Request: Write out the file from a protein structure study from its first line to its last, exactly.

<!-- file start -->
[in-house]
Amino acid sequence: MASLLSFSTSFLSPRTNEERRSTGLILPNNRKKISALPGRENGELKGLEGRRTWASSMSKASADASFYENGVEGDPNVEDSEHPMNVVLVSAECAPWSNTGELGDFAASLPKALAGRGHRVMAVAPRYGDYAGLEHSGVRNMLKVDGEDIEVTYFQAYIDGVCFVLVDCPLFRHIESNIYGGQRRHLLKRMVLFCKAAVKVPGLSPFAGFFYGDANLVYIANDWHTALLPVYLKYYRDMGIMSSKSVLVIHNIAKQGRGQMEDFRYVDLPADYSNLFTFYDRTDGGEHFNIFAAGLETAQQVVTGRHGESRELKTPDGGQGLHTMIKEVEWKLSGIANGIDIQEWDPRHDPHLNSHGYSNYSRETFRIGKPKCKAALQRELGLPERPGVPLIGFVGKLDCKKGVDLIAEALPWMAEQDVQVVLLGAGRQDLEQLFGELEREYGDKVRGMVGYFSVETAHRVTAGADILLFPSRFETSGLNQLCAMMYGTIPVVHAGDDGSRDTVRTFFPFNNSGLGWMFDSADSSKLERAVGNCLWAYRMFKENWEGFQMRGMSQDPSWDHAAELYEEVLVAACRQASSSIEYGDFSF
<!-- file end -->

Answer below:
[in-house]
Amino acid sequence: MASLLSFSTSFLSPRTNEERRSTGLILPNNRKKISALPGRENGELKGLEGRRTWASSMSKASADASFYENGVEGDPNVEDSEHPMNVVLVSAECAPWSNTGELGDFAASLPKALAGRGHRVMAVAPRYGDYAGLEHSGVRNMLKVDGEDIEVTYFQAYIDGVCFVLVDCPLFRHIESNIYGGQRRHLLKRMVLFCKAAVKVPGLSPFAGFFYGDANLVYIANDWHTALLPVYLKYYRDMGIMSSKSVLVIHNIAKQGRGQMEDFRYVDLPADYSNLFTFYDRTDGGEHFNIFAAGLETAQQVVTGRHGESRELKTPDGGQGLHTMIKEVEWKLSGIANGIDIQEWDPRHDPHLNSHGYSNYSRETFRIGKPKCKAALQRELGLPERPGVPLIGFVGKLDCKKGVDLIAEALPWMAEQDVQVVLLGAGRQDLEQLFGELEREYGDKVRGMVGYFSVETAHRVTAGADILLFPSRFETSGLNQLCAMMYGTIPVVHAGDDGSRDTVRTFFPFNNSGLGWMFDSADSSKLERAVGNCLWAYRMFKENWEGFQMRGMSQDPSWDHAAELYEEVLVAACRQASSSIEYGDFSF